On Rotten Tomatoes, the film has an approval rating of 72% based on 188 reviews, with an average rating of 6.5/10. The website's critical consensus reads: "Quick pacing and Farrell's performance help make Phone Booth a tense nail-biter."[8] At Metacritic, the film has a weighted average score of 56 out of 100 based on 35 critics, indicating "mixed or average reviews".[9] Audiences surveyed by CinemaScore gave the film an average grade of "C+" on scale of A+ to F.[10]

Roger Ebert of the Chicago Sun-Times gave the film three stars, and said of Sutherland's performance, "if the voice doesn't work, neither does the movie. It does."[11] Todd McCarthy of Variety magazine criticized the film for not having enough material even for its relatively short length, and wrote: "Gussied up with a host of filmmaking tricks in an attempt to keep things lively, this intensely acted little exercise just doesn't have enough going for it, with the exception of gradually growing interest in lead Colin Farrell."[12]

A stage adaptation of the film was performed June 7–22, 2019, at PULP Black Box theatre in Atlanta.[13]

See also[edit]


  1. ^ a b c d "Phone Booth (2003)". Box Office Mojo. Retrieved August 19, 2013.
  2. ^ Evans, Bradford (March 17, 2011). "The Lost Roles of Jim Carrey". Splitsider. Archived from the original on June 3, 2018. Retrieved August 10, 2015.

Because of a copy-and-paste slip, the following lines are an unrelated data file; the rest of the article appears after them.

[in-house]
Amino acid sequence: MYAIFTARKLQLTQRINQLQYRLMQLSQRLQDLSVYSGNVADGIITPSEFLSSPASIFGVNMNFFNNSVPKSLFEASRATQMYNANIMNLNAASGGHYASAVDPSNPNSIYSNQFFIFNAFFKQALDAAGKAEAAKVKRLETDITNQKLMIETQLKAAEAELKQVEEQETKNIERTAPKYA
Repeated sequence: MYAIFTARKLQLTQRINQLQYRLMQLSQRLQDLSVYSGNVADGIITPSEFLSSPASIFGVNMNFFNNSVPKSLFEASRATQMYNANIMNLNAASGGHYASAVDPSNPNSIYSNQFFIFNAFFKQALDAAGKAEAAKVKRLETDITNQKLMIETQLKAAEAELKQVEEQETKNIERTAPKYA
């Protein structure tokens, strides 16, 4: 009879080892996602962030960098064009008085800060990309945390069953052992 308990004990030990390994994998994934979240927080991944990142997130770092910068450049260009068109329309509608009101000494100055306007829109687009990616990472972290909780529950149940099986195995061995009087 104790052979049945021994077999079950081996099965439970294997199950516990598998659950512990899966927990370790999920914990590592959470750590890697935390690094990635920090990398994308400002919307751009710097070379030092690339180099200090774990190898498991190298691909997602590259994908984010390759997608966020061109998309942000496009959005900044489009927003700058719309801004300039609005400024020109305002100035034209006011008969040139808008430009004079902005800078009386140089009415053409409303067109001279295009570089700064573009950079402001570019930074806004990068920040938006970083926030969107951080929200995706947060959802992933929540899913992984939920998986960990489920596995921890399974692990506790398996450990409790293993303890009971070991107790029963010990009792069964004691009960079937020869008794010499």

3. ^ Cohen, Larry (March 30, 2003). "'Phone Booth': A 30-year project wouldn't hang up". Los Angeles Times. Retrieved December 3, 2019.
  4. ^ Godin, Seth (August 1, 2004). "French Hours". Fast Company. Retrieved May 3, 2010.
  5. ^ Brooker, Pete. "Costume Designer Daniel Orlandi talks Phone Booth". From Tailors With Love. YouTube. Retrieved November 27, 2020.
  6. ^ McCarthy, Todd (September 11, 2002). "Phone Booth". Variety. Retrieved June 27, 2020.
  7. ^ "Sniper attacks delay release of thriller 'Phone Booth'". Lawrence Journal-World. The Associated Press. October 17, 2002. Retrieved February 20, 2014.
  8. ^ "Phone Booth (2003)". Rotten Tomatoes. Fandango Media. Retrieved April 30, 2020.
  9. ^ "Phone Booth Reviews". Metacritic. CBS Interactive. Retrieved August 19, 2013.
  10. ^ "Cinemascore". Archived from the original on December 20, 2018. Retrieved July 6, 2019.
  11. ^ Ebert, Roger (April 4, 2003). "Phone Booth". Chicago Sun-Times. Retrieved May 24, 2019.
  12. ^ McCarthy, Todd (September 10, 2002). "Phone Booth". Variety.
  13. ^

External links[edit]